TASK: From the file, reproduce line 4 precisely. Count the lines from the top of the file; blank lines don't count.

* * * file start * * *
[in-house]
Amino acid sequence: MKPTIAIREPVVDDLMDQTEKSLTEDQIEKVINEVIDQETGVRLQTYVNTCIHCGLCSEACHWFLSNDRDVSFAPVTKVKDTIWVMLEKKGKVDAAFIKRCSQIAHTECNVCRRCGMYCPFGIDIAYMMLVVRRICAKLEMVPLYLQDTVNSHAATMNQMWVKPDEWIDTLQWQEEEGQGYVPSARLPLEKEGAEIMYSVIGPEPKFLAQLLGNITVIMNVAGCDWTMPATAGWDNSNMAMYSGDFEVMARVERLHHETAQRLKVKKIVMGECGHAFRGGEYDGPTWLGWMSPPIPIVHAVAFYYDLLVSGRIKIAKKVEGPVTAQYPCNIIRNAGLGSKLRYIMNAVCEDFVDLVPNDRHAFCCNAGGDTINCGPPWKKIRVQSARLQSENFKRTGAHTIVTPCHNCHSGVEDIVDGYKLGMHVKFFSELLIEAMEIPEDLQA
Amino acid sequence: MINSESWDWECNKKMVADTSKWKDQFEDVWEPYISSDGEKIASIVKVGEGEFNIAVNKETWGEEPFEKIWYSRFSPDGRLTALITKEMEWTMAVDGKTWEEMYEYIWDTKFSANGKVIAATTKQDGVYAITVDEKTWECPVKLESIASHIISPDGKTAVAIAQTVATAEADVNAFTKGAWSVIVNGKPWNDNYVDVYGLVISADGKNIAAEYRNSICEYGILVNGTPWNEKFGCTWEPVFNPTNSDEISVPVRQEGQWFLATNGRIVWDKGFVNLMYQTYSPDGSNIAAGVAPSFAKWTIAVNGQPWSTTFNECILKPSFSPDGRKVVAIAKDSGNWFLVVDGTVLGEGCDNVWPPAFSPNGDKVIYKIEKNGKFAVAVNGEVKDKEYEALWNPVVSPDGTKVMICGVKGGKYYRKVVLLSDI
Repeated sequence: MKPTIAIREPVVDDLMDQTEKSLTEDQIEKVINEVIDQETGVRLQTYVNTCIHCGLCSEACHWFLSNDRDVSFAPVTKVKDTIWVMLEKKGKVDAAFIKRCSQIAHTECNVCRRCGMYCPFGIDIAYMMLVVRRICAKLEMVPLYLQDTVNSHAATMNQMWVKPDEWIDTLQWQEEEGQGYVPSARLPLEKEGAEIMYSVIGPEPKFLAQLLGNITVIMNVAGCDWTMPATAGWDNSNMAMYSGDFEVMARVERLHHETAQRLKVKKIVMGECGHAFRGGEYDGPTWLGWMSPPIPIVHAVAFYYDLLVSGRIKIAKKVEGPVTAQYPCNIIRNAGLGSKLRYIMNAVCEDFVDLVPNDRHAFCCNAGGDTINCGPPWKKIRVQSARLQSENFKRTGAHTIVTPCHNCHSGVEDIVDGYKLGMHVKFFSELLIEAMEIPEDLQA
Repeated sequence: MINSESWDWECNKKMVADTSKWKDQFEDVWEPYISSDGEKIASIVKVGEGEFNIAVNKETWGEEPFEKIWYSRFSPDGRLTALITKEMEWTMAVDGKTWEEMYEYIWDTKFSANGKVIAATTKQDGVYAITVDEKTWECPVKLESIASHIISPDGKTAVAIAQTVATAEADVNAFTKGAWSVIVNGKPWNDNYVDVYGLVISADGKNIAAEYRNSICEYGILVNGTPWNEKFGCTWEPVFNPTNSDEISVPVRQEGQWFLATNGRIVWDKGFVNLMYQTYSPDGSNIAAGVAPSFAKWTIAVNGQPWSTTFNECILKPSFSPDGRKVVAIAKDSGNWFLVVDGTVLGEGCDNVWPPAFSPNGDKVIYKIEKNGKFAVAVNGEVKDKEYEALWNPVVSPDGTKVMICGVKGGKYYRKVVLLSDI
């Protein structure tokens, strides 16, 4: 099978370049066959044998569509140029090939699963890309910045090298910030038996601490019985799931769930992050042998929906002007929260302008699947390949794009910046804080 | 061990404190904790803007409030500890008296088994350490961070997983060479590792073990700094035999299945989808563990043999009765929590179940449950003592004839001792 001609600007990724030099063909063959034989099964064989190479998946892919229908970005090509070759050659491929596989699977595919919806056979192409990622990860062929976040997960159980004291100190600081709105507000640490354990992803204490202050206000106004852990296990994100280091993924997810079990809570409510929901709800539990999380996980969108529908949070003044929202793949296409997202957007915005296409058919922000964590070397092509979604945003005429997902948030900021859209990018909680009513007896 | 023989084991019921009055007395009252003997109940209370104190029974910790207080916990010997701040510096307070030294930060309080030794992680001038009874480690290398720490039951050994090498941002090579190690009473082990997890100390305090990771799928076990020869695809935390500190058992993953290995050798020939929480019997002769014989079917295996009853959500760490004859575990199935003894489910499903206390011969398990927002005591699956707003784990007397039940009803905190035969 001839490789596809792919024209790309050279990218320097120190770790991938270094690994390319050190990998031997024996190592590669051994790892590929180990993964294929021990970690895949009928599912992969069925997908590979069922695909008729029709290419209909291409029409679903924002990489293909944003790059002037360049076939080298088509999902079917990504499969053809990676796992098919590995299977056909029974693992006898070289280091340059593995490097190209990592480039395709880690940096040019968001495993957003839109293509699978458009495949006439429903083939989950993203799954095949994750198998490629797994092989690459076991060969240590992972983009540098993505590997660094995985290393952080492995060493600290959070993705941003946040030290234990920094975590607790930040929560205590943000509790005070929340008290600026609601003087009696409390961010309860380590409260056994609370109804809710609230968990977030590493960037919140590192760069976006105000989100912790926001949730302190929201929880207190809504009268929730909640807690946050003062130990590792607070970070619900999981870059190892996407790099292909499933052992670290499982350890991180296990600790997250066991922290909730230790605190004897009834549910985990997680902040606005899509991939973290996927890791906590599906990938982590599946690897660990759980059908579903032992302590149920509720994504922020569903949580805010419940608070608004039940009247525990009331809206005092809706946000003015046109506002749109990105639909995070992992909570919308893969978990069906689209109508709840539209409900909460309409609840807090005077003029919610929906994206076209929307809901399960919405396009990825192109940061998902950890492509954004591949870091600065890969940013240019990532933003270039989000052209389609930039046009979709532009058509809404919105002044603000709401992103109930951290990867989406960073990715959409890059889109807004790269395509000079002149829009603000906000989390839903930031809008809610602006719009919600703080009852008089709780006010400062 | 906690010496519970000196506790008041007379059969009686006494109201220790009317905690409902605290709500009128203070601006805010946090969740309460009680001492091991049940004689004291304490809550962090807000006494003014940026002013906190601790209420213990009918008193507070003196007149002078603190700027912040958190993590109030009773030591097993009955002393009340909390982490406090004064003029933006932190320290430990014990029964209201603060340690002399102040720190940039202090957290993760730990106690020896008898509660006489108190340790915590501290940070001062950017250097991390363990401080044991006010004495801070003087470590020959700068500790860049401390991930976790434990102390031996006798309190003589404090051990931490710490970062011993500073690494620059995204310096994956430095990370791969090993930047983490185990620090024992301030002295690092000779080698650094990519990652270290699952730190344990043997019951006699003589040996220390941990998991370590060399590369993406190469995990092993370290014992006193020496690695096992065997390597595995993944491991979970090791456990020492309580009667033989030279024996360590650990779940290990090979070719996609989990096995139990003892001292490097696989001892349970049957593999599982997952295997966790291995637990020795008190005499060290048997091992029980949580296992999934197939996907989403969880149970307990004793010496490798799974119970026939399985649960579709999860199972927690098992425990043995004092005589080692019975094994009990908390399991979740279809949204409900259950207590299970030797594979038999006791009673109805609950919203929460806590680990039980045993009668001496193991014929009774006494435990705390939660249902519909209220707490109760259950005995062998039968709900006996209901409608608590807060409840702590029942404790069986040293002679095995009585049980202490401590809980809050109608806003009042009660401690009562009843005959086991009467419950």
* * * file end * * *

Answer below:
Repeated sequence: MKPTIAIREPVVDDLMDQTEKSLTEDQIEKVINEVIDQETGVRLQTYVNTCIHCGLCSEACHWFLSNDRDVSFAPVTKVKDTIWVMLEKKGKVDAAFIKRCSQIAHTECNVCRRCGMYCPFGIDIAYMMLVVRRICAKLEMVPLYLQDTVNSHAATMNQMWVKPDEWIDTLQWQEEEGQGYVPSARLPLEKEGAEIMYSVIGPEPKFLAQLLGNITVIMNVAGCDWTMPATAGWDNSNMAMYSGDFEVMARVERLHHETAQRLKVKKIVMGECGHAFRGGEYDGPTWLGWMSPPIPIVHAVAFYYDLLVSGRIKIAKKVEGPVTAQYPCNIIRNAGLGSKLRYIMNAVCEDFVDLVPNDRHAFCCNAGGDTINCGPPWKKIRVQSARLQSENFKRTGAHTIVTPCHNCHSGVEDIVDGYKLGMHVKFFSELLIEAMEIPEDLQA